Steven is a troubled kid from Maine being sent to boarding school. While his father, Richard Portman, is driving him there, they get into a bad argument, and the car swerves into oncoming traffic, killing Richard and putting Steven in a vegetative state. Six months later, Richard's second wife and Steven's stepmother, Mary, is taking care of his every need. Mary is a psychologist who works from home with children and adolescents. She is upset to learn that one of her patients, a deaf child named Tom, is to be transferred to a school in Boston. Later, Mary discusses Steven with her therapist, Dr. Wilson. While she feels guilty, she has decided to put Steven in a home to be cared for because he is no longer there and is just a body..
Oddly, Charlie Heaton gets an "Introducing" credit, even though he had already been in several other movies before this one. The "Introducing" credit is normally reserved for first time film actors. See more »
Dr. Wilson calls the police while driving to Mary's (the protagonist) home. Even though it shown to have taken him several hours to get there, the police are not only nowhere in sight, they haven't even been to her house. Despite this, the doctor doesn't attempt to call them again. See more »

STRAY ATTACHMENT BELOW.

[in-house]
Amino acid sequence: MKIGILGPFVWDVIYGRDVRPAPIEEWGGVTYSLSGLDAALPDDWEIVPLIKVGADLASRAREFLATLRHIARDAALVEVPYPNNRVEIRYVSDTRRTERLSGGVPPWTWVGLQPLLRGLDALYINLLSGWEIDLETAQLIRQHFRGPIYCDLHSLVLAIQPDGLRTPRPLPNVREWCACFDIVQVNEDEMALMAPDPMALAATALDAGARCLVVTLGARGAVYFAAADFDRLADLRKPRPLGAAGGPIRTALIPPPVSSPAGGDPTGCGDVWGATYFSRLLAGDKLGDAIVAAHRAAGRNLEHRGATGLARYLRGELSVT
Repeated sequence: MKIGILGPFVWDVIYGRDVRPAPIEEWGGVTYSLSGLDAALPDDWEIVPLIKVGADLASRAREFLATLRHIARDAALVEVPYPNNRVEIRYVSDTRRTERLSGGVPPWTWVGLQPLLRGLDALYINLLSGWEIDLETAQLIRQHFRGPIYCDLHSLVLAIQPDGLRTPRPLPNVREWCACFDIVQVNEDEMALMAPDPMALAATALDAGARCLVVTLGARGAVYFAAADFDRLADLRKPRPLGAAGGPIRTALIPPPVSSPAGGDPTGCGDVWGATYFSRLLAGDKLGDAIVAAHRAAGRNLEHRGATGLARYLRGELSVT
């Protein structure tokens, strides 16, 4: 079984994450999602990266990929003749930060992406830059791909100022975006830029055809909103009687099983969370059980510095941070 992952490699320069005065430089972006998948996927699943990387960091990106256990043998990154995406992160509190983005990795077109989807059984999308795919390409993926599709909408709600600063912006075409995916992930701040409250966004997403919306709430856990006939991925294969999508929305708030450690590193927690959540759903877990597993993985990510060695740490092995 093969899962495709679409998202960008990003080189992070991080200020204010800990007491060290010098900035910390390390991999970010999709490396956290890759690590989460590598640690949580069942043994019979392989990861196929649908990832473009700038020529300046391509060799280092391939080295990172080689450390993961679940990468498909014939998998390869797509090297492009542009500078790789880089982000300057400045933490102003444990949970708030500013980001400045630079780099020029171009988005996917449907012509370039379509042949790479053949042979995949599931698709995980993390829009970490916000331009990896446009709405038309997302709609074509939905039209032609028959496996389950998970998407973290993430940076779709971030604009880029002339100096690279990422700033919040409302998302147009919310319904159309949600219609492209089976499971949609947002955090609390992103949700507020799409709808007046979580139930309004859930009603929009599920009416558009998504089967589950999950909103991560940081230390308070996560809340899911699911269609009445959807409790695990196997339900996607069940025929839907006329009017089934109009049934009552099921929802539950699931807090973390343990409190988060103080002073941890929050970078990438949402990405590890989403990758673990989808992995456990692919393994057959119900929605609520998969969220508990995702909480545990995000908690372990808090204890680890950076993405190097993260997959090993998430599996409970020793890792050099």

Hey. It's going to be okay.
Just tell me we're doing the right thing.
No, sweetheart, I know you want to fix this. It's what you do. But we've tried. All right? We've been trying and look where it's gotten us.
[looking over at their son waiting in the car]
And I think the space is gonna be good for him. For all of us. Besides, it's a good school. He'll be home by the end of the summer.
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Naomi Watts stars in this thriller as a psychologist who lost her husband in an accident and is tasked with caring for her wheelchair bound stepson. A young deaf boy is a new patient (Jacob Tremblay) and then strange things start happening. The boy appears in the middle of night and noises surround the house on every level. What follows and the revelations that finally come satisfy the viewer's thirst for several good scares.
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